Friday, October 19, 2012

The Space Between Us

You know what I really love about Megan Hart's books?  She writes erotica for grown-ups.  She doesn't write sex just to titillate and she holds her characters to a higher standard.  They don't just aimlessly drift through their lives on the page having sex with whomever they please with no consequences attached.  No, Hart holds her characters emotionally accountable, and nowhere is that more evident than in The Space Between Us.  This is a quiet book, but it packed a major punch for me.

Tesla Martin is a 20-something coffee barista working at Morningstar Mocha.  Having had an unconventional childhood, she lives with her friend Vic, his wife and two kids.  She has a younger brother who works as a mechanic in Vic's body shop.  She's also bisexual and finds herself currently drawn to Meredith, a regular who likes to come in and hold court at Morningstar.  Her attraction to Meredith is put to the test though when the woman makes her an indecent proposal: have sex with her husband Charlie.

What follows is a menage relationship that has consequences for all the characters.  I loved that Hart doesn't use the menage for the sole purpose of writing steamy sex and then, poof!, all the characters go on their merry way.  Relationships are hard when there are just two people, add in a third and it's bound to get messy.  Tesla, even with her unconventional ways, recognizes this, but it doesn't prepare her any better for the coming fall-out.

Reading this book is like being on a slow moving train heading towards a cliff.  As far as plotting goes, it's a very quiet story with nothing but internal conflict to propel it forward.  This story, like many of Hart's others, lives and dies on the backs of the characters.  You have to really be invested in them to keep moving forward because if you are not?  There's not a serial killer, hostile business takeover, or natural disaster to tide you over.

Tesla, truly, carries this story.  Her relationship with Vic, her brother, Cap, and what happens to her life once she involves herself with Meredith and Charlie.  Meredith is the enigma of the story, at turns charismatic and sexy, at others selfish and self-absorbed.  Charlie is almost like an innocent bystander.  Sure having two women might sound like the stuff of a really hot porn movie, but in reality it's complicated.  When Tesla enters into a relationship with both him and Meredith, what will that mean for just him and Meredith?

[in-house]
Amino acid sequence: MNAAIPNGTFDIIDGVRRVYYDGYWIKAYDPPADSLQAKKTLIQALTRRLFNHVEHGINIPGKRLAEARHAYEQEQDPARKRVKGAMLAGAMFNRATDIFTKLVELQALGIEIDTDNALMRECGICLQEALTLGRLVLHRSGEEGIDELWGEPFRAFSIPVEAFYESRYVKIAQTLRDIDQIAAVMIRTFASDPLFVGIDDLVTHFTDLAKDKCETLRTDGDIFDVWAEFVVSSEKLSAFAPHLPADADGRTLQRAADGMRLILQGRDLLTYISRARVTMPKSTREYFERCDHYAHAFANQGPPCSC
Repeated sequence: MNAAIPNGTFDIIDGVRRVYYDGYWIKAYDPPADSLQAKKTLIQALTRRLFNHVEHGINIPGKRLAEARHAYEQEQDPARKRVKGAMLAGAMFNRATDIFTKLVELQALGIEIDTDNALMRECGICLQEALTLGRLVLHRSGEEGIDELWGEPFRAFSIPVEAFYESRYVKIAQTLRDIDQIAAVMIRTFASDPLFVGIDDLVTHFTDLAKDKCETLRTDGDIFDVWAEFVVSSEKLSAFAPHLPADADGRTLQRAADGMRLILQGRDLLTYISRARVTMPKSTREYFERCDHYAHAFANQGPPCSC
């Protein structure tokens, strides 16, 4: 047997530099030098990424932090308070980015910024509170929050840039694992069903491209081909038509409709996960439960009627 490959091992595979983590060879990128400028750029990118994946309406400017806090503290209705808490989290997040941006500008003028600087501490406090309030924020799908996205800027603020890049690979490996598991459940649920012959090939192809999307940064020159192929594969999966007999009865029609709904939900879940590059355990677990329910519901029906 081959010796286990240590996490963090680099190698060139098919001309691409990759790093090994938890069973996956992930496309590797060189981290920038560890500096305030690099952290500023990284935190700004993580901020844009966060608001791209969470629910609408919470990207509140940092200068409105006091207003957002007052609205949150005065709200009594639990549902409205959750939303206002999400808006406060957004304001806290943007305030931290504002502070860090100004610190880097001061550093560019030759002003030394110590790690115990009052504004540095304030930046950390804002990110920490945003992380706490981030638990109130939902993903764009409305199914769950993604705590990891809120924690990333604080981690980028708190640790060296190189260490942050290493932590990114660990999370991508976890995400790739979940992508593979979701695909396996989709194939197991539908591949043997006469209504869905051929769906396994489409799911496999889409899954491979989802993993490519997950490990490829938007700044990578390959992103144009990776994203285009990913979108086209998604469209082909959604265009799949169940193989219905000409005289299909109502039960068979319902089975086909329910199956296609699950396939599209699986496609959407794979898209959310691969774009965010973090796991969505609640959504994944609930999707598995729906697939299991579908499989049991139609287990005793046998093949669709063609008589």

This is a hard book to write a review for, and a hard one to articulate my feelings about.  I'm not sure it passed my Must Re-Read Someday Test, but it affected me deeply.  I felt for these characters.  They felt like real people to me.  Their problems, their pasts, while not necessarily "relate-able" to me, felt authentic.  I started to imagine walking down the street, seeing Morningstar Mocha on the corner, and going in - having Tesla chat with me while she makes my tea latte.  On a romance scale, I'm not sure I'd consider this a romance novel.  It's too.....messy.  It certainly has it's romantic elements, but the ending is either going to be one readers will love or hate.  How will it end for Tesla, Charlie and Meredith?  It ends the way I think it has to, which is to say it's not conventional.

It's not my favorite or least-favorite by Hart, but it is what I've come to expect from her work: challenging characters who make good and bad choices dealing with the emotional consequences of their actions.  She's a stunning writer, and this is a stunning book.  I don't know if I will ever re-read it, but I'm nowhere near the point where I want to let go.

Final Grade = A-


  1. Not related to the post, but an FYI if you didn't already know. Your Director from Michigan will be retiring at the end of 2012.

    1. Anonymous: I knew it was happening soon, just wasn't sure when. I'll actually be in MI in early November. I'll try to plan ahead and check to see when a good time to stop by will be.....

  2. Great review. Sounds like these characters are sticking with you. I love when that happens.

    1. Kwana: I've seen a lot of "it was OK" reviews for this book, but it really stuck with me. I've often said that Hart isn't the world's most intricate plotter - but she's an exceptional character-driven writer. They always feel so "real" to me.....

  3. I love Hart's books. They often make me uncomfortable because the situations between the characters is so complicated and I never know what I would do in their shoes or what is right or what is wrong.. I become as much a mess as the characters! I think that's a powerful thing for a writer to do. I have this one on my list.


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